by Chris Ware
After finishing the brilliant Building Stories a couple of months ago, I felt a powerful need to read more Chris Ware, which is not an easy thing to do. I'd read Jimmy Corrigan: The Smartest Kid on Earth years ago, but aside from that, it's very difficult to get ahold of the rest of Ware's work. His slow-moving and sporadic Acme Novelty Library series is out of print, and often exceptionally expensive to buy on eBay (except that I got lucky with a reasonably-priced #19).
I'd originally avoided this book when it came out because I knew it continued the 'Rusty Brown' story, which I had not read the beginning of, and which I assumed would be collected one day, like Jimmy Corrigan. It having been five years, with no further movement on this story taking place, I decided it was time to dive in.
This volume is split pretty evenly between two stories. The first, 'The Seeing Eye Dogs of Mars', is a comics adaption of a science fiction story written by Rusty Brown, the protagonist of the second story. It follows the story of a man (also named Rusty), who is part of a four-person expedition to Mars, in a tale modelled after the pulp sci-fi books of the fifties. The four people are really two couples, who set up farmsteads on opposite sides of a special atmospheric field that allows them to walk around in a small bubble of atmosphere and warmth. Their plans to farm and start a colony there are dashed by the lack of a relief ship, and by the bitter jealousy of Rusty. This story is much more poetic than those it is taking after, as Ware uses the design of the page, and his usual minute attention to detail to create a pretty interesting tale.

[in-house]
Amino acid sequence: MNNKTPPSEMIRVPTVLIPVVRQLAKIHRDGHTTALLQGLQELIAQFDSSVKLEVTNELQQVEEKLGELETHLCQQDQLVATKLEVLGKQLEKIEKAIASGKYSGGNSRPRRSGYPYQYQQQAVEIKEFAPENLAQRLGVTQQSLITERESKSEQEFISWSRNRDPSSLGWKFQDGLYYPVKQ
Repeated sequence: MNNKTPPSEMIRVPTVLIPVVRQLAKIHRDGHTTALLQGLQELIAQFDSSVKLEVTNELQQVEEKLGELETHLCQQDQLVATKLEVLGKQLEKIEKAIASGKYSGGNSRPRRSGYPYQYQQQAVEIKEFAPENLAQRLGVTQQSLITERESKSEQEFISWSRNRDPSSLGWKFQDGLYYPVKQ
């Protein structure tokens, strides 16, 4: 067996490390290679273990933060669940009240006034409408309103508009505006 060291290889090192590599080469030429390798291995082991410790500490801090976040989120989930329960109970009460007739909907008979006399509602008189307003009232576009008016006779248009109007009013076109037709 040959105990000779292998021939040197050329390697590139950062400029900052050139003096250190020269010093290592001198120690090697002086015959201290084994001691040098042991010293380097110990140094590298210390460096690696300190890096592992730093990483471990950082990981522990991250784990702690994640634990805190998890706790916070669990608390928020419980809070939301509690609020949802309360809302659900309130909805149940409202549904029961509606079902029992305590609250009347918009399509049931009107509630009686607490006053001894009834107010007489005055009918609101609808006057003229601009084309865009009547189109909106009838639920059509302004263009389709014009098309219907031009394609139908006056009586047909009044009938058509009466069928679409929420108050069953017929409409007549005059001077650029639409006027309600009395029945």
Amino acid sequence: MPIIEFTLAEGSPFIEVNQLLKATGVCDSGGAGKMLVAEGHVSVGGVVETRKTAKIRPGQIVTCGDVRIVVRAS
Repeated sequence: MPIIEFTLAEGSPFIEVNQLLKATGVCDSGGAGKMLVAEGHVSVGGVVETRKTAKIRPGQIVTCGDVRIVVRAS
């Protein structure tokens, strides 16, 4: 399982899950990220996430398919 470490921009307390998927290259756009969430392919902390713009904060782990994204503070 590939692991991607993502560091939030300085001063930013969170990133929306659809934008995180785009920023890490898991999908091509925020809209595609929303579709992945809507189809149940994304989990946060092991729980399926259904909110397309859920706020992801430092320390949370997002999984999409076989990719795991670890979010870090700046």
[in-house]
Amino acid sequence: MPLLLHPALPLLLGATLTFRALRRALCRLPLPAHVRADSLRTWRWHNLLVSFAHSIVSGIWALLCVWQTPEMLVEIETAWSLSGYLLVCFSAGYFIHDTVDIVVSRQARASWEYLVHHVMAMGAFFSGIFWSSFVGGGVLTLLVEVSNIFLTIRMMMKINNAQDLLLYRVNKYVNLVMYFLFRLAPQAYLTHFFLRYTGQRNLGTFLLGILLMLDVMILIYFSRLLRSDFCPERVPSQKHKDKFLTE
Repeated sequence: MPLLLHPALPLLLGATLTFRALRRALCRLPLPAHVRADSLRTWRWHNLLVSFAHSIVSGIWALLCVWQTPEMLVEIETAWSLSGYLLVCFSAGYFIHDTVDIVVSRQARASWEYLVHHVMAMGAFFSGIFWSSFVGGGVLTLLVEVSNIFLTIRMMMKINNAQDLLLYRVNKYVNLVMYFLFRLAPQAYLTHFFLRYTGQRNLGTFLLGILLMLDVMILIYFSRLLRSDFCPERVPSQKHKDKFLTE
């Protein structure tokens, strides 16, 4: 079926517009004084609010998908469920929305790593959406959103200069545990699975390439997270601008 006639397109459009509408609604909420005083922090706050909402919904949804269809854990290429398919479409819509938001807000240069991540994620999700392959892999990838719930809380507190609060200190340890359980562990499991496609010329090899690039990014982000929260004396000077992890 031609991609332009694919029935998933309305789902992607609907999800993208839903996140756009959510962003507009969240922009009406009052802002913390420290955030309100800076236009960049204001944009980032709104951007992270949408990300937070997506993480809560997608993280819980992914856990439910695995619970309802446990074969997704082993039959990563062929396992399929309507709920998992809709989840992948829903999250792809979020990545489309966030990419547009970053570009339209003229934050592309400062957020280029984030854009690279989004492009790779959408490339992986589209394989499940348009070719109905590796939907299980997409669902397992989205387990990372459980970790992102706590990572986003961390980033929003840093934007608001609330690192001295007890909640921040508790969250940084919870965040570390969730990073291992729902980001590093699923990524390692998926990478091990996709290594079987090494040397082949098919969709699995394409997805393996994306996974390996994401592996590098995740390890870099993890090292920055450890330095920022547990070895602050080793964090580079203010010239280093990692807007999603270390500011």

After that, we are treated to a story about Rusty Brown, as we follow him through his first love, during his early days in the 'big city', through to his hasty second relationship and marriage. This is pretty familiar footing for anyone who is used to Ware's work - the hapless protagonist can't relate well to other people, and constantly misreads his lover's cues, moods, and motivations.
Reading this book leaves me craving a little more Ware, because despite how depressing his work can be at times, it really is marvellous.